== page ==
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Homework Help: Why can multiple dialectrics be treated as capacitors

  1. Sep 25, 2015 #1
    1. The problem statement, all variables and given/known data

    I have come upon a number of problems where there are two or three different dialectrics inside a capacitor. according to the solutions manual I can often treat the dialectrics as capacitors in series or parallel. My question is why can you treat them as capacitors? Isn't the definition of a capacitor two plates of equal and opposite charge? Are not most dialectrics insulators? how do we know that both ends of the dialectric have equal and opposite charge?

    2. Relevant equations
    C=qv, v=-∫Eds

    3. The attempt at a solution
    If there are two dialectrics "in series" between a capacitor I know that the dialectric next to the positve end of the capacitor aquires a slightly negative charge due to induction but the other end that is next to the other dialectric is where I am having difficulty.
  2. jcsd
  3. Sep 25, 2015 #2


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    Staff: Mentor

    Ýou don't need plates for a capacitor, those are just the easiest cases for analysis.

    You can imagine a very thin conducting plate between the dielectrics and parallel to the other plates (or a perfect insulator orthogonal to them), then you have your charged plates (or physical separation). This plate doesn't change the electrical properties at all.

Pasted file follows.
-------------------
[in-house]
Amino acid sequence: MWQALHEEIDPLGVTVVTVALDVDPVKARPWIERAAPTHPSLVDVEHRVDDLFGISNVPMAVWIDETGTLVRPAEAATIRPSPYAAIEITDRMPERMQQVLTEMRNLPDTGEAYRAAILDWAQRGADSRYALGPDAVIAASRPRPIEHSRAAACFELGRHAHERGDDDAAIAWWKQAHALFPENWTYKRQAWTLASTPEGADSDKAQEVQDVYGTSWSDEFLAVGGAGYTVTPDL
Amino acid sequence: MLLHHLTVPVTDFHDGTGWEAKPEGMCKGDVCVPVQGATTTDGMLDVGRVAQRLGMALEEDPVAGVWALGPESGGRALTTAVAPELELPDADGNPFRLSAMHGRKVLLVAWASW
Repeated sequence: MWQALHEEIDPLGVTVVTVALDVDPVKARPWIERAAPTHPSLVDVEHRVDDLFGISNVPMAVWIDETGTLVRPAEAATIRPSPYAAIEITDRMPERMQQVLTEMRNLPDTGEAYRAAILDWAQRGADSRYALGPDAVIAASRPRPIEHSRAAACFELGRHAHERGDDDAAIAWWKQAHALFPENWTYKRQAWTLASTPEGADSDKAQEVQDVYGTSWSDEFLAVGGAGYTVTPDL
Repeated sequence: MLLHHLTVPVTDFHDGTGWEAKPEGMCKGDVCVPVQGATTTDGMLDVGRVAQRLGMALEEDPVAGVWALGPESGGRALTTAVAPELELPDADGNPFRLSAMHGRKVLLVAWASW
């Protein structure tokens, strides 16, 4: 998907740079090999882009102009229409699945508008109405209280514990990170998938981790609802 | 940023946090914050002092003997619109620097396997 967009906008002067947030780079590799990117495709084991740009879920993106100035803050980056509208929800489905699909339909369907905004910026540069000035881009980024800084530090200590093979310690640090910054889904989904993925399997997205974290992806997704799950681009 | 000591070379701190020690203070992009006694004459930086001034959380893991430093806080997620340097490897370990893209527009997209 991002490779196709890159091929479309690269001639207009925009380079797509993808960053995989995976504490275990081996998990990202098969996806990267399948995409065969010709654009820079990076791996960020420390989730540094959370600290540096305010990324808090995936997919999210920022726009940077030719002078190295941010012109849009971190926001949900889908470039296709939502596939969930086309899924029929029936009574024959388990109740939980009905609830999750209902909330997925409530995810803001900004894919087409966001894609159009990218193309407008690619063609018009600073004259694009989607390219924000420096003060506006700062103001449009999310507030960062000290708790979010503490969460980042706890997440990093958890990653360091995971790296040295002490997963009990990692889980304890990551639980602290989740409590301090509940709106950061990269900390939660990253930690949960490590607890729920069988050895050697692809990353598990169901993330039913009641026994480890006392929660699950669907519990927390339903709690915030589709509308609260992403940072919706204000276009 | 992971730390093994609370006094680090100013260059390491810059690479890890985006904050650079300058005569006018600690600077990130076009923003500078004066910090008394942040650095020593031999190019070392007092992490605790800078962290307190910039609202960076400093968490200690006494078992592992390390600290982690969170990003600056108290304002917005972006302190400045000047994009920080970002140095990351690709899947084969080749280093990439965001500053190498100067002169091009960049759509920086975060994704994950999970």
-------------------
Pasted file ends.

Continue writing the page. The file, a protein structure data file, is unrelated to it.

Charge conservation, exactly because they don't conduct their total charge has to stay the same.
  4. Sep 25, 2015 #3


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    The metal plates of the capacitor are equipotential surfaces, and all planes parallel with them are also equipotentials. An equipotential surface can be replaced by a thin metal plate, it does not change the electric field. This additional metal plate can be considered as two plates touching each other, but that is the same as if they were connected by a wire, that is, the capacitor can be replaced by parallel capacitors this way.
    The electric field moves the electrons in the inserted plate so that one side is negative, the other is positive. When you slice that plate in two, one half gets negative charge, the other gets positive charge.
  5. Sep 27, 2015 #4

    rude man

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    Alternatively, forget about putting thin plates or sheets between the different dielectric regions:
    Say you have 3 dielectric layers: d = d1 + d2 + d3 = distance between the two capacitor plates.
    C = Q/V = Q/(E1 d1 + E2 d2 + E3 d3)
    where E is the electric field in regions 1, 2 and 3 resp.
    Fact: D = εE is continuous across all layers. So we can write
    D = ε1 E1 = ε2 E2 = ε3 E3 = constant
    So we can write C = (Q/D)/(d1/ε1 + d2/ε2 + d3/ε3)
    But we know that for any parallel-plate capacitor i, Ci = εiAi/di, Ai = area of plates for that capacitor.
    or dii =Ai/Ci
    so finally C = (Q/AD)/(1/C1 + 1/C2 + 1/C3) = (1/C1 + 1/C2 + 1/C3)
    which of course is three capacitors in series.
    (The constant Q/AD is found from Gauss's theorem to be 1).
    The extension to 2, 4 or more regions is obvious.
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